Two members of the construction industry die by suicide every working day in the UK.
Construction workers are three times more likely to end their own life than employees in other industries.
Over a quarter of construction workers have considered taking their own lives.
These are harrowing figures that have helped to spark a debate in the industry, and have coincided with a growing awareness in society to the disproportionate number of young males that end their own lives.
But despite growing awareness, there is still a long way to go.
Figures from Mates in Mind suggest that just 13% of construction workers have sought counselling to help with issues like anxiety, stress and depression. Only 18% have discussed such issues with their GP.
To support the point, Bill Hill, CEO of Lighthouse Club, recounted the story of its ‘Make it Visible’ campaign with Ford, which has been visiting sites to discuss mental health. Of the 6,000 workers they have seen, he estimates just 10% were aware of The Lighthouse Club and its services.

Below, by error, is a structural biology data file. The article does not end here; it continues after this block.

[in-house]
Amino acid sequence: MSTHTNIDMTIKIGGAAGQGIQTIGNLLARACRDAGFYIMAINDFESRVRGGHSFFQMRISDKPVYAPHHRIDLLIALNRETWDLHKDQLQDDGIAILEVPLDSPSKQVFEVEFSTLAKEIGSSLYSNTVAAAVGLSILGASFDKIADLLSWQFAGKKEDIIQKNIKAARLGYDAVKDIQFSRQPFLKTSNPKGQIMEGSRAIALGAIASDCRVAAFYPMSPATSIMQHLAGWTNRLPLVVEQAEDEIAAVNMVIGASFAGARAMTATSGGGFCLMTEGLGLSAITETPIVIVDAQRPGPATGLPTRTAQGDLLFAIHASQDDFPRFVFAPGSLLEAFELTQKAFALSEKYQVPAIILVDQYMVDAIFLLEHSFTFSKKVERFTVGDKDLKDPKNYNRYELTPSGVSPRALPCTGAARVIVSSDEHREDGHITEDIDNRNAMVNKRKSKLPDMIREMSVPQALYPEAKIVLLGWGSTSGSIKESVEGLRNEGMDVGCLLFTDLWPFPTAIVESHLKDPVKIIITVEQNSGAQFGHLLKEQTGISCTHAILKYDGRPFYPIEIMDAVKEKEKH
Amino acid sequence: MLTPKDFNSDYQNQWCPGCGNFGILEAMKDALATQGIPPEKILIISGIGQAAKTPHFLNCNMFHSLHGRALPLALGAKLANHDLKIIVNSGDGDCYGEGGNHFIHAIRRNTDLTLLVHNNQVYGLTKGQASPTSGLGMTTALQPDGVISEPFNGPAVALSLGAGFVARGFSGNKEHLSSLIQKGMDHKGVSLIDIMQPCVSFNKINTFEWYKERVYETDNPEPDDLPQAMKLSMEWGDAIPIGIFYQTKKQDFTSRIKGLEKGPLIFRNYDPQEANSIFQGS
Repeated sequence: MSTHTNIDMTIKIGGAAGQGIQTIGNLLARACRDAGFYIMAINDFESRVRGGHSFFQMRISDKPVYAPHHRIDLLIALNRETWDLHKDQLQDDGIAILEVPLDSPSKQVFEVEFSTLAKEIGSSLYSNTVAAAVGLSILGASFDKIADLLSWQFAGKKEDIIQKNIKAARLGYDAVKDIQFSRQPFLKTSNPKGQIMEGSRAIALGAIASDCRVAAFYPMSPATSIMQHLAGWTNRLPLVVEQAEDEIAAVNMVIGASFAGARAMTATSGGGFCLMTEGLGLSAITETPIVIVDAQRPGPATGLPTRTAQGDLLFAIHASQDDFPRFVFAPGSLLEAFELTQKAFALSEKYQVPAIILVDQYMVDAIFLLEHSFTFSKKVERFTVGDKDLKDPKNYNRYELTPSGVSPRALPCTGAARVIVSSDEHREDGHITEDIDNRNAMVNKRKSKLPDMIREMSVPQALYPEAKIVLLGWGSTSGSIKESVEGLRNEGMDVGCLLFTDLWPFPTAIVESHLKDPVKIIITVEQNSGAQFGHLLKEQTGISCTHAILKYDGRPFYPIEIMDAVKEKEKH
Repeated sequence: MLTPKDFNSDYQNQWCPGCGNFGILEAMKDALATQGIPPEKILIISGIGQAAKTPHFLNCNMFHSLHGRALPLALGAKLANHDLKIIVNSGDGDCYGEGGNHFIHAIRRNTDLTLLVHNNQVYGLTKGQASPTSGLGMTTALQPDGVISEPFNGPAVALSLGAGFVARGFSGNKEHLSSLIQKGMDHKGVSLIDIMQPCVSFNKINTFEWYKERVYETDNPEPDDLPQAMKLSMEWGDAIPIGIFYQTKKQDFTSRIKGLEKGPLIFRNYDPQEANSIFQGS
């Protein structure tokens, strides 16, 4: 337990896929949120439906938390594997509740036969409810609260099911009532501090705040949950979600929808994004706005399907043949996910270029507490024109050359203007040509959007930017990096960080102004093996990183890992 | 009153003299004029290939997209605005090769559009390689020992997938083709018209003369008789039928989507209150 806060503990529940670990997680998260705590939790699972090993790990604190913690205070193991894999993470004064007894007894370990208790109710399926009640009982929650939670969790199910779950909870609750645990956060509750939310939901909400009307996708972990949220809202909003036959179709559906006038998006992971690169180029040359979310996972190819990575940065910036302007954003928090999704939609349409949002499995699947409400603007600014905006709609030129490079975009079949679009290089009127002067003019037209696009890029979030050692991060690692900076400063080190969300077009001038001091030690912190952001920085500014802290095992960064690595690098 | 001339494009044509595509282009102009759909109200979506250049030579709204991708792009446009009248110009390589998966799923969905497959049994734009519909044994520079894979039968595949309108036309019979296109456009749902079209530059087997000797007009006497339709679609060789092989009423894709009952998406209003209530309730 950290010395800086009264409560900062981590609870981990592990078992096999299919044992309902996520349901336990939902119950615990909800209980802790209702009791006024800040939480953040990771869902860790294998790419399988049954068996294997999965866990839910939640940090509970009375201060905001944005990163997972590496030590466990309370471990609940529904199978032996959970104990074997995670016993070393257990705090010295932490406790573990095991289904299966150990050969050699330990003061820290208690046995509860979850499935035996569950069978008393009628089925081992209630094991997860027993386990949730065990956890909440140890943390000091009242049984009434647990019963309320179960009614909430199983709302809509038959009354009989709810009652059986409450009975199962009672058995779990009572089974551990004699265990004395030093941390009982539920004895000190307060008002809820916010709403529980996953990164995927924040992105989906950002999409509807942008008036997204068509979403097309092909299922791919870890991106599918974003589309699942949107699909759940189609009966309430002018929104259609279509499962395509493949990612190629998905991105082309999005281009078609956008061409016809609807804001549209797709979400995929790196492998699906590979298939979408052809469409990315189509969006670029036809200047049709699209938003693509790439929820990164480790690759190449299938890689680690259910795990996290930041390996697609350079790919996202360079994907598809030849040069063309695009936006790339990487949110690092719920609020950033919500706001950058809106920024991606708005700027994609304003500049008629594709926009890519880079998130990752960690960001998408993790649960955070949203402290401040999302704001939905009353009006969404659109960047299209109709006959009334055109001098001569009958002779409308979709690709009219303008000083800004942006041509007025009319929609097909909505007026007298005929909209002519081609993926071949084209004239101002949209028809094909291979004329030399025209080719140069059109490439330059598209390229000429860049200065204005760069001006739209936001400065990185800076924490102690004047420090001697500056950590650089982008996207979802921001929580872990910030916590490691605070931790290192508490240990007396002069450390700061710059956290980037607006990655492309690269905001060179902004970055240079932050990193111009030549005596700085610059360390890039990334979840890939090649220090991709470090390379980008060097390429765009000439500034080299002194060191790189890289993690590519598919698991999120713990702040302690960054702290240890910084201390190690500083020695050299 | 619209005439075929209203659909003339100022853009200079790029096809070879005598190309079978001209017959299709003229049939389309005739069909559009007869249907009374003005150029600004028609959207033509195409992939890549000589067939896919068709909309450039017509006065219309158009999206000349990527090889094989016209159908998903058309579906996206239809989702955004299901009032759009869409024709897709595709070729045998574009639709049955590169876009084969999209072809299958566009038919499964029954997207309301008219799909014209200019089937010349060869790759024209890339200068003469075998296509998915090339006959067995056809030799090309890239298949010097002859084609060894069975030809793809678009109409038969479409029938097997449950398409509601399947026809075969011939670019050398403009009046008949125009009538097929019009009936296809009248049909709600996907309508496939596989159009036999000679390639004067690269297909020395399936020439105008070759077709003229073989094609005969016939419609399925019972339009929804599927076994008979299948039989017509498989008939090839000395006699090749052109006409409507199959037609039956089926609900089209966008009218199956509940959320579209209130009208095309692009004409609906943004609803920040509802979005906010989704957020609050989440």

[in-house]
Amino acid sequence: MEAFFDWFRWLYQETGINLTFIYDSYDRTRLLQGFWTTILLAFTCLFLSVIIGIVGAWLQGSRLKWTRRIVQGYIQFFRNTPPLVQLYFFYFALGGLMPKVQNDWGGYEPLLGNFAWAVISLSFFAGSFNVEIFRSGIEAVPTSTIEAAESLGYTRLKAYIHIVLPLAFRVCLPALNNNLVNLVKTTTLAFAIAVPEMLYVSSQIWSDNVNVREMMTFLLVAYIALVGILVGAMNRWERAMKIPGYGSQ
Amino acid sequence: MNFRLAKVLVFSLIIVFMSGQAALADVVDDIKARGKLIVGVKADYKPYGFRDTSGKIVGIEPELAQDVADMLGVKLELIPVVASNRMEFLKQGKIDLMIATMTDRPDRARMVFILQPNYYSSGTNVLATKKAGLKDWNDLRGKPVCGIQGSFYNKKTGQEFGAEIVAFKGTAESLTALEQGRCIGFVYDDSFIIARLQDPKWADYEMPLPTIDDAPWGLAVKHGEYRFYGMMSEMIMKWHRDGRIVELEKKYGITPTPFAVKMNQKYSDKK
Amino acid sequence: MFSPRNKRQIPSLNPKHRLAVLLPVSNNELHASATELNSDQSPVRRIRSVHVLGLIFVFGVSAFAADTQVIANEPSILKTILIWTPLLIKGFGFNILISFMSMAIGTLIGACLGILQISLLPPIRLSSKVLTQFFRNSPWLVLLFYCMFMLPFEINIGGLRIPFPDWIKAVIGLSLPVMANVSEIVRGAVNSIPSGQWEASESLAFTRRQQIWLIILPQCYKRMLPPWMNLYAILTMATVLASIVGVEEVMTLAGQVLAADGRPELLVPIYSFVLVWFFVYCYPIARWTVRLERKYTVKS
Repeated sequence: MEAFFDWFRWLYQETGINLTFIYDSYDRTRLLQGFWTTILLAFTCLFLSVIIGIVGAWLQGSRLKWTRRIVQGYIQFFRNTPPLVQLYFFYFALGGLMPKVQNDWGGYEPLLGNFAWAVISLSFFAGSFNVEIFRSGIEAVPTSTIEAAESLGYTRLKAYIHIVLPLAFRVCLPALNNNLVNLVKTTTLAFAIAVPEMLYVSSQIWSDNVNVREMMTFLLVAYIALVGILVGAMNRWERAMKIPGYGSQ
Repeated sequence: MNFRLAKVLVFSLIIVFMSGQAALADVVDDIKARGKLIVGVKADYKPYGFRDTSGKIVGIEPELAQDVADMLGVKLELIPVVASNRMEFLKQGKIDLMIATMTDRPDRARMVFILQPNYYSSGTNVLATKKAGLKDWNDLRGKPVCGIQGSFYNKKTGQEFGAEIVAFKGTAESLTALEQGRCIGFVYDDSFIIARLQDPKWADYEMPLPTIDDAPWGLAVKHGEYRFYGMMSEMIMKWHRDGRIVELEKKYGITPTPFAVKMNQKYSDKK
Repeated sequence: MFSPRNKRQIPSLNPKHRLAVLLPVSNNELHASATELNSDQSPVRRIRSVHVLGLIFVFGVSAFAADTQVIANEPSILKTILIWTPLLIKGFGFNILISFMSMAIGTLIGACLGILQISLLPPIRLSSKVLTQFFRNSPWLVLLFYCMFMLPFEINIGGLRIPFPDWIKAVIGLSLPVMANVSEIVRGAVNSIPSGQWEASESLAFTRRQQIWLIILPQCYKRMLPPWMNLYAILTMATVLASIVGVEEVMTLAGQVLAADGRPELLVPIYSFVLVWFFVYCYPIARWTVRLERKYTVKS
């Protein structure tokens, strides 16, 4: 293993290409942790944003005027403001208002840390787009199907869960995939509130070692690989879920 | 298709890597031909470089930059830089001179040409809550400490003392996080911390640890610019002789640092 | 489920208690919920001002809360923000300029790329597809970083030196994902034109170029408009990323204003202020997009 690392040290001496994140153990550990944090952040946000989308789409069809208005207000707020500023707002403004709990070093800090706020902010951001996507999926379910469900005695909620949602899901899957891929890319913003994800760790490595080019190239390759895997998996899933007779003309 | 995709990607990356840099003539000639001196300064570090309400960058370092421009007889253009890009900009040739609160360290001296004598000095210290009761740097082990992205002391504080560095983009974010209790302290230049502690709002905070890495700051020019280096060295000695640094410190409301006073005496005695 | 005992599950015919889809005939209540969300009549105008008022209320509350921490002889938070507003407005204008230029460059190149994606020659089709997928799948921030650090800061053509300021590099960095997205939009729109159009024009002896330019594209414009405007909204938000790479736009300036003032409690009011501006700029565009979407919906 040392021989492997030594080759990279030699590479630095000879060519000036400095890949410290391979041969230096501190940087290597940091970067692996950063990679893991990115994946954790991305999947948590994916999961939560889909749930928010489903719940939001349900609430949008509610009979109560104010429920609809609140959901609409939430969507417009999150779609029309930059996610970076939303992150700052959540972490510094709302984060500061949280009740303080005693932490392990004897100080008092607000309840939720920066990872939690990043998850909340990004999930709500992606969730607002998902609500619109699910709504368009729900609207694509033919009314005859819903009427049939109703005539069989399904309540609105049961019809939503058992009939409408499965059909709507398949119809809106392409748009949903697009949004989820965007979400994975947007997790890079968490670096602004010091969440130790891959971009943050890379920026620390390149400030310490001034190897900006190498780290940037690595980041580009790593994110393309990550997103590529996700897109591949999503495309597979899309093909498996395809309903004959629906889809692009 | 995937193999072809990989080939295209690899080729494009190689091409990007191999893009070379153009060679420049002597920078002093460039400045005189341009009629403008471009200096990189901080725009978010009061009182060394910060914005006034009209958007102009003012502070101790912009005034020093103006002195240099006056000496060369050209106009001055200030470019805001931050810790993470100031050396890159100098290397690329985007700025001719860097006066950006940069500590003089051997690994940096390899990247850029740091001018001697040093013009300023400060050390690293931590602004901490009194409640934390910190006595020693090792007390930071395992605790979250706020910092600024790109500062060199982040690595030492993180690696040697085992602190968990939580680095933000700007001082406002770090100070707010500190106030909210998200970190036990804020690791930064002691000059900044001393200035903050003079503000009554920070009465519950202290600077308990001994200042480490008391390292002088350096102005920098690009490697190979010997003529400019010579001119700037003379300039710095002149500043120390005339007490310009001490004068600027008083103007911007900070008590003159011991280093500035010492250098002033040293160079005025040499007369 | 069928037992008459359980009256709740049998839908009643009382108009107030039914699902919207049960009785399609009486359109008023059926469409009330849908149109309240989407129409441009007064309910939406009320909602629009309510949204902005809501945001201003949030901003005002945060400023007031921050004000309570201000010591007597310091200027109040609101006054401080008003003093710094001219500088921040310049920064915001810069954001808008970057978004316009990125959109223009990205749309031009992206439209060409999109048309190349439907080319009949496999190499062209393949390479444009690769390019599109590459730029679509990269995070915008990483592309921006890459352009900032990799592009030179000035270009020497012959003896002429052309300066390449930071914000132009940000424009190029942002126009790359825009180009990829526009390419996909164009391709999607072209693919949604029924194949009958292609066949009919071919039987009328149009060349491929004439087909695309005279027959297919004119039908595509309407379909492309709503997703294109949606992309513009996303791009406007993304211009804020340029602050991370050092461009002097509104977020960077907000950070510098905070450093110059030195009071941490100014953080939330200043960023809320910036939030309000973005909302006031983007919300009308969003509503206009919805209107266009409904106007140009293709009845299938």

And the underlying issues contributing to mental health epidemic – heavy workloads, poor work/life balance and financial issues – all remain. If anything, the current economic climate will make things tougher.
With an estimated 56% of the entire construction sector either self-employed, agency workers or on zero-hour contracts, there is an enormous proportion of the workforce operating without a safety net.
While many enjoy the freedom of being their own boss and the greater earning potential it offers, self-employment or sub-contracting deprives tradespeople of a professional support network.
Even those working for a construction firm aren’t guaranteed better mental health support. According to a report from the Chartered Institute of Building, 56% of construction workers are employed by firms without mental health policies.
Starting on World Mental Health Day (Monday 10th October) and running for a week, Fix Radio, the Builders Station is raising awareness about mental health in the trades.
Throughout the week, on The Clive Holland Show, we will interview tradespeople, charity fundraisers, social media influencers and the odd ageing sports star so they can share their experiences and help break the stigma around mental health.
If you or someone you know is struggling at the moment there are a range of resources available to help you out, we’ve listed some of them below.
Tel: 0300 015 4808
Tel: 0345 609 1956
Tel 020 3510 5018
Tel: 0300 123 3393
Tel: 116 123
Tel: 0300 304 7000 (out of hours hotline between 4pm and 10 pm)